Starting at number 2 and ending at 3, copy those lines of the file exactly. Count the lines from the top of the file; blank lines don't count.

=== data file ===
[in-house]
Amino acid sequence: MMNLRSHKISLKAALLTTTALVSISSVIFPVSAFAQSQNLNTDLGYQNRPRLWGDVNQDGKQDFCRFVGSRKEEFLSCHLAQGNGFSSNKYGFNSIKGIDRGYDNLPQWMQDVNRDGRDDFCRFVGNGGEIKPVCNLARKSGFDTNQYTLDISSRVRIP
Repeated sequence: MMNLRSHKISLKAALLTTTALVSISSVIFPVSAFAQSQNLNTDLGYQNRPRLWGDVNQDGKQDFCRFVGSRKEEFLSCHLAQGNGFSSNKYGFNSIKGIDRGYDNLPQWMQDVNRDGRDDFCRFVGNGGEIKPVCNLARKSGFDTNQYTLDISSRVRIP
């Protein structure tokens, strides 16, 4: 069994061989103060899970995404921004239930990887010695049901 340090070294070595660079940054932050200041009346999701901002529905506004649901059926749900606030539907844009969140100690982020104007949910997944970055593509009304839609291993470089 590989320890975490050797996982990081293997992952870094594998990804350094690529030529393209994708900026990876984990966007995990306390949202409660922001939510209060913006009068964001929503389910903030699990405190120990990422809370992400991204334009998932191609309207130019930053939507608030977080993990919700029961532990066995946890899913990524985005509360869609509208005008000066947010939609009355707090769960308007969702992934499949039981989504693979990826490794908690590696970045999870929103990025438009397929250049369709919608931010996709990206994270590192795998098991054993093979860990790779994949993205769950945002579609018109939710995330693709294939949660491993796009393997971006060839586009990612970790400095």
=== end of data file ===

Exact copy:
Amino acid sequence: MMNLRSHKISLKAALLTTTALVSISSVIFPVSAFAQSQNLNTDLGYQNRPRLWGDVNQDGKQDFCRFVGSRKEEFLSCHLAQGNGFSSNKYGFNSIKGIDRGYDNLPQWMQDVNRDGRDDFCRFVGNGGEIKPVCNLARKSGFDTNQYTLDISSRVRIP
Repeated sequence: MMNLRSHKISLKAALLTTTALVSISSVIFPVSAFAQSQNLNTDLGYQNRPRLWGDVNQDGKQDFCRFVGSRKEEFLSCHLAQGNGFSSNKYGFNSIKGIDRGYDNLPQWMQDVNRDGRDDFCRFVGNGGEIKPVCNLARKSGFDTNQYTLDISSRVRIP